Ball, Cheryl E. (2005, September 7). Trans-cultural multimedia production in an English classroom. Conference of Open Source Learning & Instructional Technology, Logan, UT.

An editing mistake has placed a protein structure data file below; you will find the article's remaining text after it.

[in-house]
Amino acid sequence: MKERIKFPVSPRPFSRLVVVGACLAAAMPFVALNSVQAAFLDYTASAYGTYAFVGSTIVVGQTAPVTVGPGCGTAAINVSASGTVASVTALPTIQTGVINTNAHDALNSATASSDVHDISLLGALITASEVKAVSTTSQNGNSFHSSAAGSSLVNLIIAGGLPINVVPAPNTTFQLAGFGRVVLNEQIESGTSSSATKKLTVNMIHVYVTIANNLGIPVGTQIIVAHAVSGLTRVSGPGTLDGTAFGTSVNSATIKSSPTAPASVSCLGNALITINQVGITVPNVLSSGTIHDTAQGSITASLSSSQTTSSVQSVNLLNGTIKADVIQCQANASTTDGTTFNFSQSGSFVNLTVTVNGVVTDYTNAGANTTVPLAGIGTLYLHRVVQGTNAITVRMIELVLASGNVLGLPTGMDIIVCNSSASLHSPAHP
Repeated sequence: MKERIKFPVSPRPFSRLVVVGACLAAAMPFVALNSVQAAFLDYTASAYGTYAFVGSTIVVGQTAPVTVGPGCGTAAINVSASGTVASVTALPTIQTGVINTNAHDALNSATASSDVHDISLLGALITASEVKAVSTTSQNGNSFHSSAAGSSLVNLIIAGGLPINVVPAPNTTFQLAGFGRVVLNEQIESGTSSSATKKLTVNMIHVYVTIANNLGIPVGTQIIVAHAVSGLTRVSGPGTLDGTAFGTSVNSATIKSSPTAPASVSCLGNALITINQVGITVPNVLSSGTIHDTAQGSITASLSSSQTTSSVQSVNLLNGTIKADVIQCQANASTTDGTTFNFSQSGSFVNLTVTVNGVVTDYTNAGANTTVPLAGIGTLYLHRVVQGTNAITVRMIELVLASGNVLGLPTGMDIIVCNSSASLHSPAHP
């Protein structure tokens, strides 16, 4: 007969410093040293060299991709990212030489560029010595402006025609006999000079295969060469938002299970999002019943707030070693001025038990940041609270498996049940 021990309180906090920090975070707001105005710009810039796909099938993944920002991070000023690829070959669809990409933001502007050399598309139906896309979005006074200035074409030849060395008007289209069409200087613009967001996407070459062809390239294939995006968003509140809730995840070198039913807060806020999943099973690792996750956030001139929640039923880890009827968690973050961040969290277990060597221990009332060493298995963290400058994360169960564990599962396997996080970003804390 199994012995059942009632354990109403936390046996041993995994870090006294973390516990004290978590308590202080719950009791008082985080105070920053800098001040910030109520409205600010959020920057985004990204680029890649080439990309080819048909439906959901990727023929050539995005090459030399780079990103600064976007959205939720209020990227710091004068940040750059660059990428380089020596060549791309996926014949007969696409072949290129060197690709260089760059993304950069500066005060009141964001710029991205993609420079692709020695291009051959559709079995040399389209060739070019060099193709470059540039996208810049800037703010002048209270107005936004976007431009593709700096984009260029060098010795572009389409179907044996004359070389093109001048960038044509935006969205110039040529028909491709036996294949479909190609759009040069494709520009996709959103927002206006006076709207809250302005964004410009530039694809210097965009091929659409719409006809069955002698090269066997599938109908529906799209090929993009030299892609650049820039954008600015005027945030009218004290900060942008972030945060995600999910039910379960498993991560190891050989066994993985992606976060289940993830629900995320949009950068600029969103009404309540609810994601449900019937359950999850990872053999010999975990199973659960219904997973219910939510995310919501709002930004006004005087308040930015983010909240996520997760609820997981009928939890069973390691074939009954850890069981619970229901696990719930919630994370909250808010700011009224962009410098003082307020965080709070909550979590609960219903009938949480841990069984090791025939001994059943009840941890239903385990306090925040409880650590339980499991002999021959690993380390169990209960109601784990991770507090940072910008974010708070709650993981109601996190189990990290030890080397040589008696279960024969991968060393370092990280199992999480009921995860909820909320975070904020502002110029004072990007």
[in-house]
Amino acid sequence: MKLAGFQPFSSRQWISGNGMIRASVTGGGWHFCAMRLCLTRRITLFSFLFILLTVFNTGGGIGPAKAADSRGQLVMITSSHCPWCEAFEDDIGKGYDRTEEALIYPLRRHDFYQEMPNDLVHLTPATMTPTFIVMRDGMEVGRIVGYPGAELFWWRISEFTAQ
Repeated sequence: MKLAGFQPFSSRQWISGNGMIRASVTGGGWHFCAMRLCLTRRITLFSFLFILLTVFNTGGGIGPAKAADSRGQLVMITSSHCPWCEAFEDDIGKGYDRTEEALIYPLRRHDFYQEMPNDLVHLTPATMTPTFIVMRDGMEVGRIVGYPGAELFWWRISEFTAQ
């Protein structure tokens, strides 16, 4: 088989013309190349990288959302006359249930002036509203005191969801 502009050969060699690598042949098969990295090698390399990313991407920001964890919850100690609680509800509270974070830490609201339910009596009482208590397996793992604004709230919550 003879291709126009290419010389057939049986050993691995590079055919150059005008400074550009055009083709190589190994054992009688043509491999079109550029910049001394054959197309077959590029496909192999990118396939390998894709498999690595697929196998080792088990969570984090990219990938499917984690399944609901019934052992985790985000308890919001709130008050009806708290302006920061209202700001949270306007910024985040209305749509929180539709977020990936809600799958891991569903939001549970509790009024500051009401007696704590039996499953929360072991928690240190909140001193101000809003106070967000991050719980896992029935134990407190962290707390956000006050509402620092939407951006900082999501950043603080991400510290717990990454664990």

In English studies, the past decade has seen a dramatic shift toward analysis and production of multimedia texts (c.f. Cope & Kalantzis, 2000; Wysocki, Selfe, Johnson-Eilola, & Sirc, 2004). This shift is informed by the study of rhetoric, which we define as reading and composing texts with an understanding of a specific audience, purpose, and context. In Dr. Ball’s Perspectives on Writing and Rhetoric class, students analyze creative multimodal texts using multiple reading strategies, and then compose their own texts. Although this generation of students is typically well-informed about technology, most of them have never encountered a digital, multimodal text whose purpose is primarily aesthetic. Studying the rhetorical situation in what literary theorists such as Eco and Rosenblatt would call an “open,” readerdriven, adaptable text provides a rich learning experience for students.In this class, students read several examples of open texts including “Murmuring Insects” (Ankerson, 2001), which successfully uses Eastern and Western multimodal elements—including written, aural, visual, animated, and other modes of communication—to juxtapose calm with fear while honoring the events of September 11, 2001. In this presentation, we show this piece in contrast to student-produced multimodal texts that attempt to adopt cultural contexts of other writers, often unsuccessfully. We conclude by suggesting why some students’ attempts at adaptation in these creative and social media are hindered by localized contexts. In addition, we demonstrate how students who don’t attempt to adapt their creative work to other’s contexts often make stronger rhetorical choices in their multimodal texts while still meeting the needs of various audiences.